Costco Sued Over Claims Shrimp Harvested With Slave Labor

August 19, 2015
Bloomberg

Costco Wholesale Corp. was sued for selling farmed shrimp from Thailand, where slave labor and human trafficking in the fishing industry are widespread, and allegedly misleading U.S. consumers about it.

A California woman filed what may be the first lawsuit for such liability tied to the Thai fishing industry Wednesday in San Francisco federal court. She cited state laws that bar companies from making false claims about illegal conduct in their supply chain, including human rights violations.

Issaquah, Washington-based Costco’s purchases of Thailand’s farmed prawns, which are fed a diet of cheap fish caught at sea with unpaid, forced labor, helps prop up an industry whose practices are ignored by local authorities, according to the complaint filed Wednesday morning.

“Human suffering cannot be ignored to enhance a company’s economic bottom line,” plaintiffs’ lawyer Niall McCarthy, of Cotchett, Pitre & McCarthy LLP, said in a statement. “California consumers are unknowingly supporting slave labor.”

Costco spokesman Bob Nelson didn’t immediately return a call seeking comment on the lawsuit. Costco fell more than 1 percent to $144.09 at 12:32 p.m. in Nasdaq trading.

Third Biggest

Thailand is the world’s third-biggest exporter of seafood, with annual sales of about $7.3 billion a year, according to the complaint. The industry, which extends into international waters around Indonesia, employs more than 650,000 people, mostly migrants who enter Thailand looking for work or who are taken there against their will, the lawyer contends.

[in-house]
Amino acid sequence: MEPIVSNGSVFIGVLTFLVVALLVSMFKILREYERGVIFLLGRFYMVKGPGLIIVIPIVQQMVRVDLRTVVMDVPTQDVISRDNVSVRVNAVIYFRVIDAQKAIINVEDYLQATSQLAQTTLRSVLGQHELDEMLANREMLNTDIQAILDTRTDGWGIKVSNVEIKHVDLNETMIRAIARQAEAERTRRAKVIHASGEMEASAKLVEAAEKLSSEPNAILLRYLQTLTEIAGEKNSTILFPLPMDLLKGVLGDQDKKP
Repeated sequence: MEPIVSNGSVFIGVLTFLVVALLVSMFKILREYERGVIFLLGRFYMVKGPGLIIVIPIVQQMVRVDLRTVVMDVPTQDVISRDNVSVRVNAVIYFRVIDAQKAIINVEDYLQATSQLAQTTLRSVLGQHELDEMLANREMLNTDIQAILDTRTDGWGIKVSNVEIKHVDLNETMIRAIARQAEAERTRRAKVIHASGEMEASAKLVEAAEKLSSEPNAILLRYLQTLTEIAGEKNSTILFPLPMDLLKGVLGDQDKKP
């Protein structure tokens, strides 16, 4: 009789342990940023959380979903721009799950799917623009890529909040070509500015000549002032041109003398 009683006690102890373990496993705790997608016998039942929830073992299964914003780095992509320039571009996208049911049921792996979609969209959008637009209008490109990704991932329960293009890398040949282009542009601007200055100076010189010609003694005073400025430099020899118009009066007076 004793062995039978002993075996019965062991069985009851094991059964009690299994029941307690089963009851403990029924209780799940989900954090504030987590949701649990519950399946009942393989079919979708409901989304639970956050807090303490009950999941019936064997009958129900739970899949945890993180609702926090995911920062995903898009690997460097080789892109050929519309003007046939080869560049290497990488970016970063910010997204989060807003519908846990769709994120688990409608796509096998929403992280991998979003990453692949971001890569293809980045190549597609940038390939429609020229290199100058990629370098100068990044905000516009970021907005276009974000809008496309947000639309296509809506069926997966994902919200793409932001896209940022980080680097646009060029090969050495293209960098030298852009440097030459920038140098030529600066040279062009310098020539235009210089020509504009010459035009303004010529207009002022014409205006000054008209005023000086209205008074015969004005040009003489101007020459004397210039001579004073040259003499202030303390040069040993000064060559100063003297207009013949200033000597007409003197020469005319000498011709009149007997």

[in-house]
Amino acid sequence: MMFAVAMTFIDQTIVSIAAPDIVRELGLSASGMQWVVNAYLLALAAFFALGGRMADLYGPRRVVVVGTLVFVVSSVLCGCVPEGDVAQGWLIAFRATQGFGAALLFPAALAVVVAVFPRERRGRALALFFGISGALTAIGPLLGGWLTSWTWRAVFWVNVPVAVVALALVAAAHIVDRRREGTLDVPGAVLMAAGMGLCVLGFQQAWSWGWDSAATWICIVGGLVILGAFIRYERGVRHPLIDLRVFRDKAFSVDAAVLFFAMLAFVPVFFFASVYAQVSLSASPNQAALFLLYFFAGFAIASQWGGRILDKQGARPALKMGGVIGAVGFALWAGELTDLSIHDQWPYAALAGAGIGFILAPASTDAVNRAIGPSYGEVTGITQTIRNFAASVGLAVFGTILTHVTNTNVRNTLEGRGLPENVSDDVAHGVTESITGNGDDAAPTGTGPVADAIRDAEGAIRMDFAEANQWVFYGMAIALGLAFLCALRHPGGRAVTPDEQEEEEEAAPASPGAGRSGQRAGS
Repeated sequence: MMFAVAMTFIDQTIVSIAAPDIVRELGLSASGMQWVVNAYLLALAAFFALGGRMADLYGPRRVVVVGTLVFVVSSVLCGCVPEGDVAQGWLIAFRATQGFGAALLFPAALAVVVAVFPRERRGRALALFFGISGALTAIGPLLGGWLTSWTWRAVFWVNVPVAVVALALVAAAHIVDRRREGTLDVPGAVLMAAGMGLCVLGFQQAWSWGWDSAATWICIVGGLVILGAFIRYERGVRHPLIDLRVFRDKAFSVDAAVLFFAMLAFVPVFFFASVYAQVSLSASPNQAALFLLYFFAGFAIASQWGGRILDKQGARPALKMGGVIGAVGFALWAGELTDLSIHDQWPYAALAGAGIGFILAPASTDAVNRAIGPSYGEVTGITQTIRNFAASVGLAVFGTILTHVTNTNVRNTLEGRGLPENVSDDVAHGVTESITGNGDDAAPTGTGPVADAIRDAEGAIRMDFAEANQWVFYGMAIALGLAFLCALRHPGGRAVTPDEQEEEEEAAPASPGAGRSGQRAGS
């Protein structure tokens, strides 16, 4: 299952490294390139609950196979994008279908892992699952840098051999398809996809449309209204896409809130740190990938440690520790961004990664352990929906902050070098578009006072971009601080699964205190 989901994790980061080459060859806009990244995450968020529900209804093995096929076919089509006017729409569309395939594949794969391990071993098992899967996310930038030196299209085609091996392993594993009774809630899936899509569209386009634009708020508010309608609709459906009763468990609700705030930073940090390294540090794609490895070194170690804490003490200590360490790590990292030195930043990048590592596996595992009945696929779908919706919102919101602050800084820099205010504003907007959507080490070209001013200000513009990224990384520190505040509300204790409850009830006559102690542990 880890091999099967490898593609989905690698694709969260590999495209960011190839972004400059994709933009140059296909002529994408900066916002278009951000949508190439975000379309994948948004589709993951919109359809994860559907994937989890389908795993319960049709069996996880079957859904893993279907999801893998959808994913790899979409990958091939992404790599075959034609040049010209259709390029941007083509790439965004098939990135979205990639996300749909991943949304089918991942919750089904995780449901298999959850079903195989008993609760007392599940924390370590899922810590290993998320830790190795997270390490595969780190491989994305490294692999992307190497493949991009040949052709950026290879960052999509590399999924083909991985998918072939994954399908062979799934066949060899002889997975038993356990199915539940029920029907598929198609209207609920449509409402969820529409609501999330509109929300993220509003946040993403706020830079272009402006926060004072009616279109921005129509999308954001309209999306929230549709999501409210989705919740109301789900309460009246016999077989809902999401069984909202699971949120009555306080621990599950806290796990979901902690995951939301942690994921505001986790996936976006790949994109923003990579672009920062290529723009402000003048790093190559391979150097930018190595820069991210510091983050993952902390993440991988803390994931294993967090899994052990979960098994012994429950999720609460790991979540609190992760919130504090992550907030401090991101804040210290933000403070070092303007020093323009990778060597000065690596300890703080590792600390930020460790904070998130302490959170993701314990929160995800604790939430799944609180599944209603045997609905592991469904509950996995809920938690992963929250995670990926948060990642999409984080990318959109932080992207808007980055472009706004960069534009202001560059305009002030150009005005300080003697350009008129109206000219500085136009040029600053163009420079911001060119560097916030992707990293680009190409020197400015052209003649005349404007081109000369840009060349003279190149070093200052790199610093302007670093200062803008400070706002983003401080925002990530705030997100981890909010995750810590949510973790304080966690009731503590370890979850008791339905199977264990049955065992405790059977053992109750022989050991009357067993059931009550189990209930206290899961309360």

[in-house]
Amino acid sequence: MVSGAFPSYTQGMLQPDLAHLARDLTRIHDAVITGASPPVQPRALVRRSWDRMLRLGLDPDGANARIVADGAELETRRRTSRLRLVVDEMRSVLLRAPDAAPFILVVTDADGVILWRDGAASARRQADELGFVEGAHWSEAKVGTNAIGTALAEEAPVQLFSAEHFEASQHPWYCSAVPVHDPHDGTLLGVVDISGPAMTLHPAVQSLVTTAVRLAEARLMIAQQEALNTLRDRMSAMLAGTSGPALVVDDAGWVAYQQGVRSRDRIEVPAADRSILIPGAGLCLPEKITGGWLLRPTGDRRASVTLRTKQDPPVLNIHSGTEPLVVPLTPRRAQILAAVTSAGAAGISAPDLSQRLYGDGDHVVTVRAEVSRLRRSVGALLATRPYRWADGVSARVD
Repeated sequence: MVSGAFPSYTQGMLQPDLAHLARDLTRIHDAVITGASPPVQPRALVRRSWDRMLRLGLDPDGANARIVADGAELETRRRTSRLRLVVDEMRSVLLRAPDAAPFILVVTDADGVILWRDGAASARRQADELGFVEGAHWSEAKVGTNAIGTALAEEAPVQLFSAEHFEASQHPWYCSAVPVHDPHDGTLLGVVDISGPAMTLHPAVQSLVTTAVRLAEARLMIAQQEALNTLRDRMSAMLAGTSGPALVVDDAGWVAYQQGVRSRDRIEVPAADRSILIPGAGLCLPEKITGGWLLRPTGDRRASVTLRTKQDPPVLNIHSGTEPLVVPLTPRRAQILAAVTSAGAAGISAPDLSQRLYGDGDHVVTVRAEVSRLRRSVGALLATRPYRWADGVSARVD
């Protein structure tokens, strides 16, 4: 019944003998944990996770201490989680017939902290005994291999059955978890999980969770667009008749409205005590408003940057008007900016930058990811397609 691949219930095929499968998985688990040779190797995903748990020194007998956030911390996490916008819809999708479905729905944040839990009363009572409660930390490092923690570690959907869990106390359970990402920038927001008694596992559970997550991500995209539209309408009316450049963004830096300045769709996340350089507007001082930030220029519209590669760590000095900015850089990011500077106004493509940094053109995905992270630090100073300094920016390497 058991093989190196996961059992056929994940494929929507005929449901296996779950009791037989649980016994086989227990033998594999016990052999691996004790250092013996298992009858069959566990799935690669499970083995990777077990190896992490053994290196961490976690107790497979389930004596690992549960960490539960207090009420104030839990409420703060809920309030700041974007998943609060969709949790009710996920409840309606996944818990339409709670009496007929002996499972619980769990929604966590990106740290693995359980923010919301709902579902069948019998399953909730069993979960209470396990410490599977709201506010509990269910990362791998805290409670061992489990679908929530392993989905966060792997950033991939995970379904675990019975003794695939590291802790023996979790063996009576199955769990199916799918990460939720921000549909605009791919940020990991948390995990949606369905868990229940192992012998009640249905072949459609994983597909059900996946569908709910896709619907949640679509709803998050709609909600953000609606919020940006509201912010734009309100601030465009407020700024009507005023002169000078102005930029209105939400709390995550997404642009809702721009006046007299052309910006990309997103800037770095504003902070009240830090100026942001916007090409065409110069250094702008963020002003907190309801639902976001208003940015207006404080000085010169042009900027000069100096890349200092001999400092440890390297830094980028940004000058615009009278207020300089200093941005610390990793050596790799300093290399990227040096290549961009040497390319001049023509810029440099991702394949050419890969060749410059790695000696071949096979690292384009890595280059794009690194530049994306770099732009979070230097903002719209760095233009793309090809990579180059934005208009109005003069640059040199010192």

The plaintiff in the case, Monica Sud, cited news reports, documentaries and reports by London-based Environmental Justice Foundation, according to the complaint. As a purchaser of shrimp from Costco, she seeks class action status on behalf of similar California consumers

The rights group listed abuses at sea including torture, chaining of workers and killings of those who seek to escape the illegal fishing vessels, known as ghost ships. Costco and its distributors aren’t accused of engaging in such practices.

Costco’s reputation for stocking high-quality products at bulk rates has helped it outperform retail rivals such as Wal-Mart Stores Inc. and Target Corp. in recent years. Its comparable-store sales jumped 6 percent in its most recently reported quarter, and its profit topped analysts’ estimates.

Prawn Distributor

The lawsuit also names as a defendant the U.S. distributor of the prawns, Columbia, Maryland-based CP Food Products Inc., and the company’s Thailand-based parent company, Charoen Pokphand Foods Public Company Ltd., a “global conglomerate.’”

Costco’s relationship with CP Foods contradicts its public statements about slavery in the company’s supply chain, according to the complaint.

“Costco publicly represents that it does not tolerate human trafficking and slavery in its supply chain, yet it continues to purchase the tainted farmed prawns from defendant CP Foods,” according to the complaint. “Any representation by Costco that slavery in the supply chain is not allowed is simply false.”

The situation may be a result of overfishing around Thailand, and the thin profit margins on farmed fish, the lawyers contend. Fishing companies that must go farther out to sea to catch cheap fish can no longer make a profit if they pay workers.

Class Action

The lawsuit seeks to represent all California consumers of Costco shrimp products.

“Plaintiff and other California consumers care about the origin of the products they purchase and the conditions under which the products are farmed, harvested or manufactured,” according to the complaint... (To read the entire article, please click HERE)